Mowgli's Trail in Pench National Park


Written by Shibani Bawa. Photographs by Anil Chawla.

In India, jungles are full of stories. On the 150th anniversary of The Jungle Book by Rudyard Kipling, Travel and Leisure goes on Mowgli’s trail to discover these.

Photo of Pench National Park, Dharna Kalan, Madhya Pradesh, India by Travel+Leisure India & South Asia

“So Baloo, the teacher of the law, taught him the wood and water laws: how to tell a rotten branch from a sound one; how to speak politely to the wild bees when he came upon a hive of them fifty feet above ground; what to say to Mang, the Bat, when he disturbed him in the branches at midday; and how to warn the water-snakes in the pools before he splashed down among them. None of the Jungle People like being disturbed, and all are very ready to fly at an intruder.”

Indian jungles have always inspired great stories that feature grand old trees, quirky birds, mysterious sights, heart-stopping sounds, and shadows and light that can play tricks on your mind. It is no wonder that 150 years ago, Rudyard Kipling set The Jungle Book in a forest in India he had never even visited, but knew well to have all of this.

In Kipling’s stories, the jungle and every resident creature are significant and respected. In fact, Sher Khan is not the most interesting and central character of the stories. Yet today, most of those who come to Pench in Madhya Pradesh (and the little district of Seoni), come looking just for the tiger. It’s true that a tiger sighting is really magnificent, but the other creatures of the jungle are just as fascinating, if not more intriguing and elusive. And often, in the eagerness to see the big cat, people miss enjoying the other experiences. This year, to mark the 150th anniversary of The Jungle Book, and to celebrate the incredible jungles of Pench and Kanha, Taj Safaris has designed a delightful Mowgli Trail. Set through properties of Taj Baghvan and Taj Banjaar Tola, it highlights sightings and experiences that go beyond the tiger. To help you find and discover these, there is a team of exceptional naturalists. Impressive in knowledge, instinct and experience, they bring all the difference to your safari experience. Most other properties in the area outsource their safari drives, often led by guides who may not have very deep insights into the jungle’s other treasures. On Taj Safaris led by Sreenidhi Jayadeva, head naturalist at Taj Bhagvan, who has spent over 12 years across not only these jungles but also lesser-known wildlife areas in India, it is unlikely that you’ll come back from a game drive without memorable sightings and a richer knowledge of the wild.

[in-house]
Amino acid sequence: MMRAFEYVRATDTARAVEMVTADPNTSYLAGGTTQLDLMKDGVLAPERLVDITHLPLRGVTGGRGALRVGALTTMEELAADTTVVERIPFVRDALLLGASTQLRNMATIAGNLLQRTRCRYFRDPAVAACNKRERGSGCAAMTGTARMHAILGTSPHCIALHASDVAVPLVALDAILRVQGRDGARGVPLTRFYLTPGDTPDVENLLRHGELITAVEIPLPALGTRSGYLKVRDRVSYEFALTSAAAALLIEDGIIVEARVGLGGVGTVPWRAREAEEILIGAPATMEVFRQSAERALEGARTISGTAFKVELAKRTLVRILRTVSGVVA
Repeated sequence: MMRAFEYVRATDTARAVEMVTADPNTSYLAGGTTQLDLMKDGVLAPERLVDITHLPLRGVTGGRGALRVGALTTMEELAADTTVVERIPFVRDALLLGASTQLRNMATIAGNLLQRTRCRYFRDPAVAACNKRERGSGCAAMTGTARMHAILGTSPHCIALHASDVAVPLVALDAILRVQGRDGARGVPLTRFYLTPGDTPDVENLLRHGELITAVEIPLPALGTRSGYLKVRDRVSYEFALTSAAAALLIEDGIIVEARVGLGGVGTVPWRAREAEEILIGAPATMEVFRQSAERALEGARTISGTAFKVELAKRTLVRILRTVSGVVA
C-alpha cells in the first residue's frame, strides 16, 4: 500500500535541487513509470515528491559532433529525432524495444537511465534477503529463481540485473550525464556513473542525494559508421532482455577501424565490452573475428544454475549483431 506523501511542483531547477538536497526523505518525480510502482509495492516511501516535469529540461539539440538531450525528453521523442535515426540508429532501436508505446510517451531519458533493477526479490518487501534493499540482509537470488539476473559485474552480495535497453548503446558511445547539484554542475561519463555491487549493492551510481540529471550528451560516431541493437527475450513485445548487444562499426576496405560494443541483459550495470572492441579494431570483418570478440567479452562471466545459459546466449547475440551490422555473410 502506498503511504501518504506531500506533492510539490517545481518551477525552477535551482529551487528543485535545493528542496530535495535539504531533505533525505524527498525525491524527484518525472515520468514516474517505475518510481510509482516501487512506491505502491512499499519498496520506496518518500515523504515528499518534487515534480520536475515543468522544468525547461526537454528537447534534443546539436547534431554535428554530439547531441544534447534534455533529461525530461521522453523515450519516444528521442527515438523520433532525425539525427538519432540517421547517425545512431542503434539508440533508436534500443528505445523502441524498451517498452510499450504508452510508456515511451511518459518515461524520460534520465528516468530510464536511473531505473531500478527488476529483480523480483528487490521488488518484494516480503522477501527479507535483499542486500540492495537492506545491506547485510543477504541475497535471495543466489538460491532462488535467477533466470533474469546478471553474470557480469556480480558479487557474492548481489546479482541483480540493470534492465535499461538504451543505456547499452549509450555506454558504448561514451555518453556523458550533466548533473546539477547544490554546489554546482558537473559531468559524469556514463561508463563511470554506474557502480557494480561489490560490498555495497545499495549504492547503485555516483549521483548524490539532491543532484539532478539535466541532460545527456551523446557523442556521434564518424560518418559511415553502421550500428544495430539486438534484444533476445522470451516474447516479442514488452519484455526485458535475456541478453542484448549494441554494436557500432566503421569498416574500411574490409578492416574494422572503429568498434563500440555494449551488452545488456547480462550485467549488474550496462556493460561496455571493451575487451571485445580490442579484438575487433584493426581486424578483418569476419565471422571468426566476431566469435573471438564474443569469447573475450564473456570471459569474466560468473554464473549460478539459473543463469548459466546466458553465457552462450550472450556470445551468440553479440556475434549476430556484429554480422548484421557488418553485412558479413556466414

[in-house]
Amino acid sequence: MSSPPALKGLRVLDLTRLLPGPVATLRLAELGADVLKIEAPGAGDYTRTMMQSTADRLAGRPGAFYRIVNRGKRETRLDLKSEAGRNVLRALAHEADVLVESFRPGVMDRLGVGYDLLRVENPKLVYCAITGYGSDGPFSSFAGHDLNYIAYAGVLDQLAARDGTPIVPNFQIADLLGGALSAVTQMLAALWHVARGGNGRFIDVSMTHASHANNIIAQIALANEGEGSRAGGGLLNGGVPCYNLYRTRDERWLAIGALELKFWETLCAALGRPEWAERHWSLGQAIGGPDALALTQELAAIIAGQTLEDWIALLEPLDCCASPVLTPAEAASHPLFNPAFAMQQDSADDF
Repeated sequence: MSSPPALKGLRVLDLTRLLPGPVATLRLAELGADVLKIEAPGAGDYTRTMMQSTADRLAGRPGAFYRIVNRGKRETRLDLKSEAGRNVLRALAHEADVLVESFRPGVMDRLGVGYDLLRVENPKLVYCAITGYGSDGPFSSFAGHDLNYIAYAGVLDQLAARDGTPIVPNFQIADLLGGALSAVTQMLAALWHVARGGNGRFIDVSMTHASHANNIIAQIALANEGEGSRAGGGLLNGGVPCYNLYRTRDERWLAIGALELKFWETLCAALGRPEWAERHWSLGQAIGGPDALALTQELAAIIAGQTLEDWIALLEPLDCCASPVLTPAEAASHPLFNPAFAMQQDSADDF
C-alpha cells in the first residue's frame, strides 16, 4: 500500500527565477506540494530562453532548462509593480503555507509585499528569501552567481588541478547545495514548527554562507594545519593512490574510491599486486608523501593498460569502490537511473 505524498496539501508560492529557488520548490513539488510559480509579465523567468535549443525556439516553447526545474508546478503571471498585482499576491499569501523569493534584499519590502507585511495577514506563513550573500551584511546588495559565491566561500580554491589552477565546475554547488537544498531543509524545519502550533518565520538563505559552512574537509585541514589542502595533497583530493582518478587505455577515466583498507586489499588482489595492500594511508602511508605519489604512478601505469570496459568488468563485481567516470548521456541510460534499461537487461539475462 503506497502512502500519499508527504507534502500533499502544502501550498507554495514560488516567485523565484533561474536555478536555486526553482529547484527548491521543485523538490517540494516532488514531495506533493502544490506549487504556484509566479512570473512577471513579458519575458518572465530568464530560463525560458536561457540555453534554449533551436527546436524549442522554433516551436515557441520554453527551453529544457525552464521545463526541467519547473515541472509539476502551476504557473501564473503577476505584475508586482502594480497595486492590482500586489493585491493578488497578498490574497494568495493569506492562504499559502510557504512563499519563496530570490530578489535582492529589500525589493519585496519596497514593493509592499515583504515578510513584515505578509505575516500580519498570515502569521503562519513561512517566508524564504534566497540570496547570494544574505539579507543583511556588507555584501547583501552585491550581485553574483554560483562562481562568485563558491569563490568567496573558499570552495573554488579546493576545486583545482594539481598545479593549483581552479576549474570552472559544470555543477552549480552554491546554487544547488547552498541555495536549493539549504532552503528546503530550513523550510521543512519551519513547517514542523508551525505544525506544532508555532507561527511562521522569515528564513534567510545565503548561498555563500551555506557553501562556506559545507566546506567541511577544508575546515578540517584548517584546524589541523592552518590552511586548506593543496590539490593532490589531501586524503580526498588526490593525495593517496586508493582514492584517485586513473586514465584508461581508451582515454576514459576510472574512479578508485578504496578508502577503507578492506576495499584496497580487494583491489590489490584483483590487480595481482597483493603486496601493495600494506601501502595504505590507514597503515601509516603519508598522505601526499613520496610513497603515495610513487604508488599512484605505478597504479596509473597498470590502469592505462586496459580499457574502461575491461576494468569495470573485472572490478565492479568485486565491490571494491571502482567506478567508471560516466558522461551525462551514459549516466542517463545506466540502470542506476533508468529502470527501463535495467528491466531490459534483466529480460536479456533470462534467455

Taj has overall four properties in the tiger territories of Madhya Pradesh, and all four are headed by a veteran of the wild, Nagendra Singh Hada. A passionate and talented gourmand (it’s a privilege and a treat when he cooks for you); a conversation with this GM will not only reveal magnificent stories and amusing anecdotes about the area, the tribals, and the forest, but also long-lost recipes from the times when Maharajas went hunting.

Photo of Mowgli's Trail in Pench National Park by Travel+Leisure India & South Asia

Those close to him or special guests who have had the fortune of spending a couple of evenings with him here will give you raving testimony to his Dudhiya Keema (a dish made with only white ingredients — hence the name dudhiya meaning milk-white). He cooks this in an earthen pot over hot coals and always under the stars.